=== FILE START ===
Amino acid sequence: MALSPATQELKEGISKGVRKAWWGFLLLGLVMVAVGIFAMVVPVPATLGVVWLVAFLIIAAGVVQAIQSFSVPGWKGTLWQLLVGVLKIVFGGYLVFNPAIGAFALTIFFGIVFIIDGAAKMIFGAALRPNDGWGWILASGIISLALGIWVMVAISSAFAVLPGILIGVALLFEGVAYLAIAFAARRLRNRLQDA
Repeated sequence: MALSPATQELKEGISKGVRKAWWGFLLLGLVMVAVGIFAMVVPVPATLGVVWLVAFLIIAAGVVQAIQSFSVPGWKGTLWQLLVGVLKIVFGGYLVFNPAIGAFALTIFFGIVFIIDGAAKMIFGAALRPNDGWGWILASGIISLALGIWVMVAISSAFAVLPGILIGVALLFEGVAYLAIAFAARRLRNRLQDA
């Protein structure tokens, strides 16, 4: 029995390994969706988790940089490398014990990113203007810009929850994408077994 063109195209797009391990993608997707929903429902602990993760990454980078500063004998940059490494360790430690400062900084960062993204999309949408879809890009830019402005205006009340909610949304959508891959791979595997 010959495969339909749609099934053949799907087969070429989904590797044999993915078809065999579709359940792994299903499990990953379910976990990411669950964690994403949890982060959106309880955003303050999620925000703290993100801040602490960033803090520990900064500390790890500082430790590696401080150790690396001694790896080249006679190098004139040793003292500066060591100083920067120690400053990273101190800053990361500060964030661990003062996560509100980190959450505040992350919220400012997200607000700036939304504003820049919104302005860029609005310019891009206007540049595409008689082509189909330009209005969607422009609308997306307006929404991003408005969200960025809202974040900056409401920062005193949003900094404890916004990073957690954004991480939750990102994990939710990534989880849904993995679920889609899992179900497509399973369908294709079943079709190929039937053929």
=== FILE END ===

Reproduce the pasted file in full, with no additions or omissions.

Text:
Amino acid sequence: MALSPATQELKEGISKGVRKAWWGFLLLGLVMVAVGIFAMVVPVPATLGVVWLVAFLIIAAGVVQAIQSFSVPGWKGTLWQLLVGVLKIVFGGYLVFNPAIGAFALTIFFGIVFIIDGAAKMIFGAALRPNDGWGWILASGIISLALGIWVMVAISSAFAVLPGILIGVALLFEGVAYLAIAFAARRLRNRLQDA
Repeated sequence: MALSPATQELKEGISKGVRKAWWGFLLLGLVMVAVGIFAMVVPVPATLGVVWLVAFLIIAAGVVQAIQSFSVPGWKGTLWQLLVGVLKIVFGGYLVFNPAIGAFALTIFFGIVFIIDGAAKMIFGAALRPNDGWGWILASGIISLALGIWVMVAISSAFAVLPGILIGVALLFEGVAYLAIAFAARRLRNRLQDA
């Protein structure tokens, strides 16, 4: 029995390994969706988790940089490398014990990113203007810009929850994408077994 063109195209797009391990993608997707929903429902602990993760990454980078500063004998940059490494360790430690400062900084960062993204999309949408879809890009830019402005205006009340909610949304959508891959791979595997 010959495969339909749609099934053949799907087969070429989904590797044999993915078809065999579709359940792994299903499990990953379910976990990411669950964690994403949890982060959106309880955003303050999620925000703290993100801040602490960033803090520990900064500390790890500082430790590696401080150790690396001694790896080249006679190098004139040793003292500066060591100083920067120690400053990273101190800053990361500060964030661990003062996560509100980190959450505040992350919220400012997200607000700036939304504003820049919104302005860029609005310019891009206007540049595409008689082509189909330009209005969607422009609308997306307006929404991003408005969200960025809202974040900056409401920062005193949003900094404890916004990073957690954004991480939750990102994990939710990534989880849904993995679920889609899992179900497509399973369908294709079943079709190929039937053929």